|Many items marketed for children lack any indication of origin and have no Vietnamese labels (Photo: SGGP)|
A shop on Vo Van Tan Street in District 3 displays various kinds of dairy products, cakes, yogurt and cheese. Responding to a customer’s complaint about their undersized baby, the shop assistant immediately recommended Japanese-made Wakodo milk.
The 900-gram product had Japanese and English labels and was without secondary labels listing ingredients, expiration dates, importers or distributors. The shop assistant claimed the product was excellent and arrived in Vietnam as personal belongings to be resold tax-free.
Many items on the shelves of Ho Chi Minh City shops arrive in the country this way and they come without necessary information listing importers, expiration dates, or even ingredients, but shop assistants always pitch them to customers as high-quality items.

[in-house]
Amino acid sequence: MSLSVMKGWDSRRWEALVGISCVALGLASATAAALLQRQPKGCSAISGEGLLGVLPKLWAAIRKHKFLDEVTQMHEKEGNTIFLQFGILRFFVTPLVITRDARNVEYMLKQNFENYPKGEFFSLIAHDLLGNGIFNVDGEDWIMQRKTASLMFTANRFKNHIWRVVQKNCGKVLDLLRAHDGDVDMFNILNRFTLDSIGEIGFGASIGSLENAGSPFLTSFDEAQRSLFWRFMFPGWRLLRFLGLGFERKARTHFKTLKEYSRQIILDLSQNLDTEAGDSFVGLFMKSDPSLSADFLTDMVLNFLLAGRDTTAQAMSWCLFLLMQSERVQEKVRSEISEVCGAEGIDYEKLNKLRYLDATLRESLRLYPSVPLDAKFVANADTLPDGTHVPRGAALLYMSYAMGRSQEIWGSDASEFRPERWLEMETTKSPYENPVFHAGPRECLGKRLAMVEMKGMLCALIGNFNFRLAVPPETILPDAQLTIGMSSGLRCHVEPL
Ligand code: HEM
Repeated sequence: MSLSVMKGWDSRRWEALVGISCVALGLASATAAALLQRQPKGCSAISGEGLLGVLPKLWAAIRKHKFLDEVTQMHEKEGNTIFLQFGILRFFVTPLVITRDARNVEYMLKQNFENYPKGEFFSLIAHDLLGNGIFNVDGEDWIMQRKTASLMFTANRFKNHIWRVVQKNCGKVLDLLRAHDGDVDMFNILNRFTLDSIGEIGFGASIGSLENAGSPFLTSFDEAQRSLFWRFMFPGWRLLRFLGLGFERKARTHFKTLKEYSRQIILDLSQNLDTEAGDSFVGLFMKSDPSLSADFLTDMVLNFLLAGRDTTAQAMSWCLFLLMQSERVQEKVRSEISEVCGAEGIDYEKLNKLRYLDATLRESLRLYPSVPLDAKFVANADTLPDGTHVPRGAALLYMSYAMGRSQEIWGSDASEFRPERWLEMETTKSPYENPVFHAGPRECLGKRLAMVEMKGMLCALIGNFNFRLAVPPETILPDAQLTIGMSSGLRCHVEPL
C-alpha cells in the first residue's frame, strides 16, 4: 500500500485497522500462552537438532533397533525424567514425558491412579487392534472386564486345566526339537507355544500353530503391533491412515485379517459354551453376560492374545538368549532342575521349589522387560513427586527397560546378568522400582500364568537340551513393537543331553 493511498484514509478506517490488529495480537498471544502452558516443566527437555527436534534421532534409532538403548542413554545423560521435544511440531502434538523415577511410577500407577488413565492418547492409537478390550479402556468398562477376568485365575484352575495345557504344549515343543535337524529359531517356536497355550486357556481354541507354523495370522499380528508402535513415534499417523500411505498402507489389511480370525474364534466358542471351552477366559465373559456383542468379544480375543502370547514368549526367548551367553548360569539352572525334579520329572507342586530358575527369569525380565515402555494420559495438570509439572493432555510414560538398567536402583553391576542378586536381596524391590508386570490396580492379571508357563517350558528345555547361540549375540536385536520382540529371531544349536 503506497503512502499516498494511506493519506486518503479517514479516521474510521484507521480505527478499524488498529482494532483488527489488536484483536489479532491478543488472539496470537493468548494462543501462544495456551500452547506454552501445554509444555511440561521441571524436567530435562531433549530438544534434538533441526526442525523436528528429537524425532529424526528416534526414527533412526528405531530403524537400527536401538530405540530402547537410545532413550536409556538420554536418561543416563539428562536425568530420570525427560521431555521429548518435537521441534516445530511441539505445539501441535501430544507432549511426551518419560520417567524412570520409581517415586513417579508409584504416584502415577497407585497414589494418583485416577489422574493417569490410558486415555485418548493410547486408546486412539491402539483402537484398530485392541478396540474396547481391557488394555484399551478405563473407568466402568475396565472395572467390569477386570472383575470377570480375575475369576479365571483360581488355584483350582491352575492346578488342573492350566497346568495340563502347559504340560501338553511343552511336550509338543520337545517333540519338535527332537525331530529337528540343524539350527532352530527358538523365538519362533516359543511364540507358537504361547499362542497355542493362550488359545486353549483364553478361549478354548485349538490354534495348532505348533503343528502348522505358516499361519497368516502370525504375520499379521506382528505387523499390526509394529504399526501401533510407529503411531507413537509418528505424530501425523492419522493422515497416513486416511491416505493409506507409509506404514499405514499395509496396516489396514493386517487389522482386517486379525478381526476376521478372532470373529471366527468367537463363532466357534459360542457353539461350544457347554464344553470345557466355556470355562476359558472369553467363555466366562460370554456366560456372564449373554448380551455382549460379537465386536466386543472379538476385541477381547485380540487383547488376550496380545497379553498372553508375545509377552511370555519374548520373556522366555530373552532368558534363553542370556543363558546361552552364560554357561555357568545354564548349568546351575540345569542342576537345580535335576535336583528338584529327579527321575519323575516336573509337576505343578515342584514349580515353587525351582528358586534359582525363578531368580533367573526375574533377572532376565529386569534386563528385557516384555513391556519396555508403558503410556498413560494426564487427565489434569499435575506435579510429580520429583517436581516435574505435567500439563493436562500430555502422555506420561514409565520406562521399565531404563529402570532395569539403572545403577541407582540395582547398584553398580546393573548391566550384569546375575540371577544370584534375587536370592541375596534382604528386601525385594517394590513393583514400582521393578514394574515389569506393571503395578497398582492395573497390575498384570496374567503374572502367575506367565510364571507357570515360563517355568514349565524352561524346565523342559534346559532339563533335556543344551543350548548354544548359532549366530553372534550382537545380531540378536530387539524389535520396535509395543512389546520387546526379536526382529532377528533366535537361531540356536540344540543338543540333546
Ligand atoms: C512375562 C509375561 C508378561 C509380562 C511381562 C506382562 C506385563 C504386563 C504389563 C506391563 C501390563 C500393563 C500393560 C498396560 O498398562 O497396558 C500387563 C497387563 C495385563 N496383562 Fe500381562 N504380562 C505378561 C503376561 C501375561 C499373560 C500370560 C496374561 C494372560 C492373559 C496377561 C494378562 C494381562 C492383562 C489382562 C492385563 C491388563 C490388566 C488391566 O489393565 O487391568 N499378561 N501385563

Medical workers fretted about rampant rate at which fake milk products are sold in the market, Vietnamese parents apparently preferring foreign-made varieties. Dr. Ta Thi Lan from the city’s Nutrition Center said the technology of making fake milk products has been much improved. Three methodologies to make fake milk products include mixing cheap ingredients with high quality ones, imitating the labels of famous manufacturers and deleting expiration dates.
Nutrition experts advised parents to breastfeed infants because mother’s milk adequately nourishes children. Research supports the argument that children breastfed grow up more healthily than those reared on formula dairy products.
Experts also warned mothers not to purchase foodstuffs without clear indications of origin, ingredients and test certificate from health agencies.
The flipside of the coin is that an inspector from the HCMC Department of Health admitted that his department has neglected the inspection of foodstuffs marketed for children and dairy products for years.